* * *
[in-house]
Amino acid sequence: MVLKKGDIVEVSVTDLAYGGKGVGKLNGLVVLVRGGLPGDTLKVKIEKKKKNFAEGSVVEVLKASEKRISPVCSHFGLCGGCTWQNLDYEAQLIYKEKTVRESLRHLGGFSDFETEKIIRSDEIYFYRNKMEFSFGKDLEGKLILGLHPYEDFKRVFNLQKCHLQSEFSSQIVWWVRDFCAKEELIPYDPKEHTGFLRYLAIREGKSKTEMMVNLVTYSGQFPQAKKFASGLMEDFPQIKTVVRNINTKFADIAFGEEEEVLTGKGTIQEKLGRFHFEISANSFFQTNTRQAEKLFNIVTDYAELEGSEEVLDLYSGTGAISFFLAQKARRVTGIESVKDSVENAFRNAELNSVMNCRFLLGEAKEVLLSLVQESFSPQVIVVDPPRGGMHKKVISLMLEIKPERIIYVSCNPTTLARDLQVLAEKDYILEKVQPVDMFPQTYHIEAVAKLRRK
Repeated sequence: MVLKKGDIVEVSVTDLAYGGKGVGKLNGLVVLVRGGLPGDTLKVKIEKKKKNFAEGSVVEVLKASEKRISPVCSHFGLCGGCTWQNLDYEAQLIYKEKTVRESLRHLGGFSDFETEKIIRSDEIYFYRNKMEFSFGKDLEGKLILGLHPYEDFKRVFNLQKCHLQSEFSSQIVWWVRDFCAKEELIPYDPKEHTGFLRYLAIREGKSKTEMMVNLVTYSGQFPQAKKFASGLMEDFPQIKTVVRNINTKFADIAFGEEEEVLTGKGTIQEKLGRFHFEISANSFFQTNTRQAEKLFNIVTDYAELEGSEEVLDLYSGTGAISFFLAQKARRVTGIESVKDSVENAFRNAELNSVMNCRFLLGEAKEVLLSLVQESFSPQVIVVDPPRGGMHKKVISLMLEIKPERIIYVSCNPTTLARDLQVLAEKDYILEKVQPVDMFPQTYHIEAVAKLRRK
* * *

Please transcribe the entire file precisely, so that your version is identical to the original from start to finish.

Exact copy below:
[in-house]
Amino acid sequence: MVLKKGDIVEVSVTDLAYGGKGVGKLNGLVVLVRGGLPGDTLKVKIEKKKKNFAEGSVVEVLKASEKRISPVCSHFGLCGGCTWQNLDYEAQLIYKEKTVRESLRHLGGFSDFETEKIIRSDEIYFYRNKMEFSFGKDLEGKLILGLHPYEDFKRVFNLQKCHLQSEFSSQIVWWVRDFCAKEELIPYDPKEHTGFLRYLAIREGKSKTEMMVNLVTYSGQFPQAKKFASGLMEDFPQIKTVVRNINTKFADIAFGEEEEVLTGKGTIQEKLGRFHFEISANSFFQTNTRQAEKLFNIVTDYAELEGSEEVLDLYSGTGAISFFLAQKARRVTGIESVKDSVENAFRNAELNSVMNCRFLLGEAKEVLLSLVQESFSPQVIVVDPPRGGMHKKVISLMLEIKPERIIYVSCNPTTLARDLQVLAEKDYILEKVQPVDMFPQTYHIEAVAKLRRK
Repeated sequence: MVLKKGDIVEVSVTDLAYGGKGVGKLNGLVVLVRGGLPGDTLKVKIEKKKKNFAEGSVVEVLKASEKRISPVCSHFGLCGGCTWQNLDYEAQLIYKEKTVRESLRHLGGFSDFETEKIIRSDEIYFYRNKMEFSFGKDLEGKLILGLHPYEDFKRVFNLQKCHLQSEFSSQIVWWVRDFCAKEELIPYDPKEHTGFLRYLAIREGKSKTEMMVNLVTYSGQFPQAKKFASGLMEDFPQIKTVVRNINTKFADIAFGEEEEVLTGKGTIQEKLGRFHFEISANSFFQTNTRQAEKLFNIVTDYAELEGSEEVLDLYSGTGAISFFLAQKARRVTGIESVKDSVENAFRNAELNSVMNCRFLLGEAKEVLLSLVQESFSPQVIVVDPPRGGMHKKVISLMLEIKPERIIYVSCNPTTLARDLQVLAEKDYILEKVQPVDMFPQTYHIEAVAKLRRK